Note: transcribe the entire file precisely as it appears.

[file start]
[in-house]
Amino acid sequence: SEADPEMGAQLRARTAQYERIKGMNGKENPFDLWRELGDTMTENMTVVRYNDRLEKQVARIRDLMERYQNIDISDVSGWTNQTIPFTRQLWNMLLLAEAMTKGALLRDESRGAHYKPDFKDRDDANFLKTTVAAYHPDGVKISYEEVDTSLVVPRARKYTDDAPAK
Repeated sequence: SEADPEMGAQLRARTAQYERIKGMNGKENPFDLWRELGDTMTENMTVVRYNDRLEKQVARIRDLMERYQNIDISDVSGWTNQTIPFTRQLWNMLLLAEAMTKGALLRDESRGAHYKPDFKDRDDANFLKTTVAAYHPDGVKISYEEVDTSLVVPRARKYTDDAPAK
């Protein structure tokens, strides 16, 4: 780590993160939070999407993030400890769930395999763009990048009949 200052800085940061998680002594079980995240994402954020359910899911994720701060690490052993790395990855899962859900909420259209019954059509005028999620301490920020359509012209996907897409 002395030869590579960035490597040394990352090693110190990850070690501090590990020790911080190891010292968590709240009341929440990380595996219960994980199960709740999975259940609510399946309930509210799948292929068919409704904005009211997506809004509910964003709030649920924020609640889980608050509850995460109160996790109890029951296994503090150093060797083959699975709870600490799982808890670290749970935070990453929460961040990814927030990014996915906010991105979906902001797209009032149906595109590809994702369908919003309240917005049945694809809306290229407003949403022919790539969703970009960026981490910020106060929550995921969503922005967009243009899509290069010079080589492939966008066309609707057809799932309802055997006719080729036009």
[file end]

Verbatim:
[in-house]
Amino acid sequence: SEADPEMGAQLRARTAQYERIKGMNGKENPFDLWRELGDTMTENMTVVRYNDRLEKQVARIRDLMERYQNIDISDVSGWTNQTIPFTRQLWNMLLLAEAMTKGALLRDESRGAHYKPDFKDRDDANFLKTTVAAYHPDGVKISYEEVDTSLVVPRARKYTDDAPAK
Repeated sequence: SEADPEMGAQLRARTAQYERIKGMNGKENPFDLWRELGDTMTENMTVVRYNDRLEKQVARIRDLMERYQNIDISDVSGWTNQTIPFTRQLWNMLLLAEAMTKGALLRDESRGAHYKPDFKDRDDANFLKTTVAAYHPDGVKISYEEVDTSLVVPRARKYTDDAPAK
């Protein structure tokens, strides 16, 4: 780590993160939070999407993030400890769930395999763009990048009949 200052800085940061998680002594079980995240994402954020359910899911994720701060690490052993790395990855899962859900909420259209019954059509005028999620301490920020359509012209996907897409 002395030869590579960035490597040394990352090693110190990850070690501090590990020790911080190891010292968590709240009341929440990380595996219960994980199960709740999975259940609510399946309930509210799948292929068919409704904005009211997506809004509910964003709030649920924020609640889980608050509850995460109160996790109890029951296994503090150093060797083959699975709870600490799982808890670290749970935070990453929460961040990814927030990014996915906010991105979906902001797209009032149906595109590809994702369908919003309240917005049945694809809306290229407003949403022919790539969703970009960026981490910020106060929550995921969503922005967009243009899509290069010079080589492939966008066309609707057809799932309802055997006719080729036009």